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How to Add Warmth to Photos in Photoshop

by Brenda Barron on Oct 8, 2018

For any photographer, there are few feelings better than the one you get when you snap that perfect photo.

Unfortunately, even if you capture the ideal moment with the ultimate camera, there’s always a chance that the final image will seem somehow duller or colder than you expected. When this happens, the best thing you can do is turn to a trusty friend: photoshop.

Photoshop is one of the best photo-editing solutions out there for a reason. It gives you all the tools you need to correct errors and enhance your images. With the right tools, you can make sure your snapshots have the color they need.

So, how do you add warmth to photos in Photoshop?

In this article we’ll look at 3 steps you can take, including:

  • Adding curve adjustment layers
  • Adding color balance layers
  • Using the Photo Filter tool

Let’s get started.

Adding a Curves Adjustment Layer

One of the easiest things you can do to add warmth to photos in Photoshop is play with layers and curves.

Start by opening the photo you want to edit in Photoshop and use the keyboard shortcut Ctrl+0 to size the image, so it fits into the entire screen. Next, add a Curves adjustment layer by going to the Adjustments panel and clicking the Curves icon.

Once you’re done, you’ll see a new layer appear, like so:

The modify curves layer button highlighted in Photoshop

With this panel, you can make a couple of adjustments and discover how to add warmth to photos on Photoshop.

First, add some contrast by clicking on the Presets drop-down menu in the properties panel. Choose “medium” contrast to start – you can always increase it later if necessary. Extra contrast will help to give your photo some definition.

Next, retouch your photo slightly by clicking on the drop-down called RGB. This is where you can begin to remove some of the cold blue tones in your picture and replace them with soft yellows, reds, and oranges.

Adding Your Color Balance Adjustment Layer

The color balance adjustment layer is where you really start adding heat to your image.

To activate the adjustment layer, head to the Adjustment panel again and click on the Color balance icon. The following panel should open:

The color balance panel within Photoshop

Orange is the color that you want to really add warmth to your pictures.

To obtain an orange glow, reduce the blue line so that it moves more towards yellow, and pull the cyan towards the red. The top slider should have a value of around +25, while the bottom slider has a value of -25. Feel free to place around those numbers as you see fit.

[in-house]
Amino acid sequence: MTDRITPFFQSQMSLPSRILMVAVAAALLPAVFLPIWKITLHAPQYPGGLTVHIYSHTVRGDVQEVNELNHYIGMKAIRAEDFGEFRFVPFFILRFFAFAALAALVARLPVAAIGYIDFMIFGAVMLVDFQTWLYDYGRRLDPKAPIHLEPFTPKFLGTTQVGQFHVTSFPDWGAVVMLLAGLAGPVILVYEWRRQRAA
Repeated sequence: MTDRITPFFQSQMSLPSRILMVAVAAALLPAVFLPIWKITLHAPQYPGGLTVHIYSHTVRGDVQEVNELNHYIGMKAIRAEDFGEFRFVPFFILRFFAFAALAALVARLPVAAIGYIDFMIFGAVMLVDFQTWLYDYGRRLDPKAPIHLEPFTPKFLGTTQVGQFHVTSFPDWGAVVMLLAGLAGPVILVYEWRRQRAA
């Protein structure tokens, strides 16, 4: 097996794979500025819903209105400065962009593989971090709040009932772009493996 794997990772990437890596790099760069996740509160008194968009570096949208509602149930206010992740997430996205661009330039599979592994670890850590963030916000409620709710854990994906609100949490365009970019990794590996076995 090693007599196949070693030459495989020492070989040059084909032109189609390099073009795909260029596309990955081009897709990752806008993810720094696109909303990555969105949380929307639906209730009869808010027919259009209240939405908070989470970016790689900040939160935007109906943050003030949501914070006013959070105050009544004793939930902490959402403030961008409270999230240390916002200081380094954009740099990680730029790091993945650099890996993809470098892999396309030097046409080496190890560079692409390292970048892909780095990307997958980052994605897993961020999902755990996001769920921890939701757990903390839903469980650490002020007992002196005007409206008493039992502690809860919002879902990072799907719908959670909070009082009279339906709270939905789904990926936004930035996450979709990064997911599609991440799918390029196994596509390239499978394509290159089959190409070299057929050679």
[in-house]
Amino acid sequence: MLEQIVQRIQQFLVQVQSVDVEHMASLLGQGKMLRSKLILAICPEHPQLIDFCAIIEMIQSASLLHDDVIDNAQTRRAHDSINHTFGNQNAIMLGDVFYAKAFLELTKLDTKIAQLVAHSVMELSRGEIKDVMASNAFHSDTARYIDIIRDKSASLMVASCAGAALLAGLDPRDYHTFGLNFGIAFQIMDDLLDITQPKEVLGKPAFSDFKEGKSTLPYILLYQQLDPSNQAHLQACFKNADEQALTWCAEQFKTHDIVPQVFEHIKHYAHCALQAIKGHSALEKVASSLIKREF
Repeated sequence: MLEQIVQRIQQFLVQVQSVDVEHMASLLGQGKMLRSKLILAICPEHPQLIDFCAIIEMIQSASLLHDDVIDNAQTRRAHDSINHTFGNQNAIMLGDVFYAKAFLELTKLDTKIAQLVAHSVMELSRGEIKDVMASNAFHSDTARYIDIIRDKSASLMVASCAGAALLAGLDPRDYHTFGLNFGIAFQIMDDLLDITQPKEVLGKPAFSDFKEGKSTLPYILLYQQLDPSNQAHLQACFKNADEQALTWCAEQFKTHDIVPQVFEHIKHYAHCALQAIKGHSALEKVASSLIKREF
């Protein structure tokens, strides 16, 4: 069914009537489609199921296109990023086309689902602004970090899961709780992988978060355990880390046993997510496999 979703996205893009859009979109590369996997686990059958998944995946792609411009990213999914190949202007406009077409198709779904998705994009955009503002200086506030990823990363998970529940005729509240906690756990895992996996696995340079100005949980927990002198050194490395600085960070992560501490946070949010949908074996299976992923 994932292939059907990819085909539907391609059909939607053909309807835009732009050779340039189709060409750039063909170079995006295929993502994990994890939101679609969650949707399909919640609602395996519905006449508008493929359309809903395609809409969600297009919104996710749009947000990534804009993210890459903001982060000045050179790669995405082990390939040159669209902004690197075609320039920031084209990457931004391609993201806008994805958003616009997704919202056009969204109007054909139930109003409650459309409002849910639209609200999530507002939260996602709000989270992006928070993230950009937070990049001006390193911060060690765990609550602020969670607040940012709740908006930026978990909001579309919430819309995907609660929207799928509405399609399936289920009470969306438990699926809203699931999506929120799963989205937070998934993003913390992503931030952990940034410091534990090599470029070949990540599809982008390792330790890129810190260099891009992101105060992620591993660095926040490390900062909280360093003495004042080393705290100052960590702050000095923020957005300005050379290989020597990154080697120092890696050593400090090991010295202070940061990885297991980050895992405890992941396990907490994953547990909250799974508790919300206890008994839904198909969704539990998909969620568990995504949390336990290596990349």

Consider blurring the edges of your photo to give it a more glowing, ethereal look.

Using the Photoshop Photo Filter

Alternatively, if you’re looking for a quick and simple way to add warmth to photos in Photoshop, you could try the Photo Filter command.

This tool is specifically designed to help adjust the temperature of your images, and it’s incredibly easy to use.

To use the photo filter, start by opening your image in Photoshop, and heading to the Adjustments tab. If you only want to add the filter to a section of the photo, like a person or the sky, then you can select that area using the Lasso or Pen tool first.

If you want to apply Photo Filter to multiple layers, click on Layer > New Adjustment Layer > Photo Filter.

A photo filter selection box within Photoshop

When the Photo Filter dialog box appears, you’ll be able to click on the Filter button and choose either a pre-set warming filter or a custom color, depending on the effect you’re looking for.

Remember to click on the checkbox that says Preserve Luminosity if you want to make sure that you maintain the right balance of brightness and contrast in your image.

Once your Filter is applied, you can use the Density slider on the pop-up box to control exactly how much warmth you add to your image. The higher your value, the more obvious your color will be.

There you have it – everything you need to know about how to add warmth to your photos in Photoshop, without having to worry about things like Gradient and tone maps!

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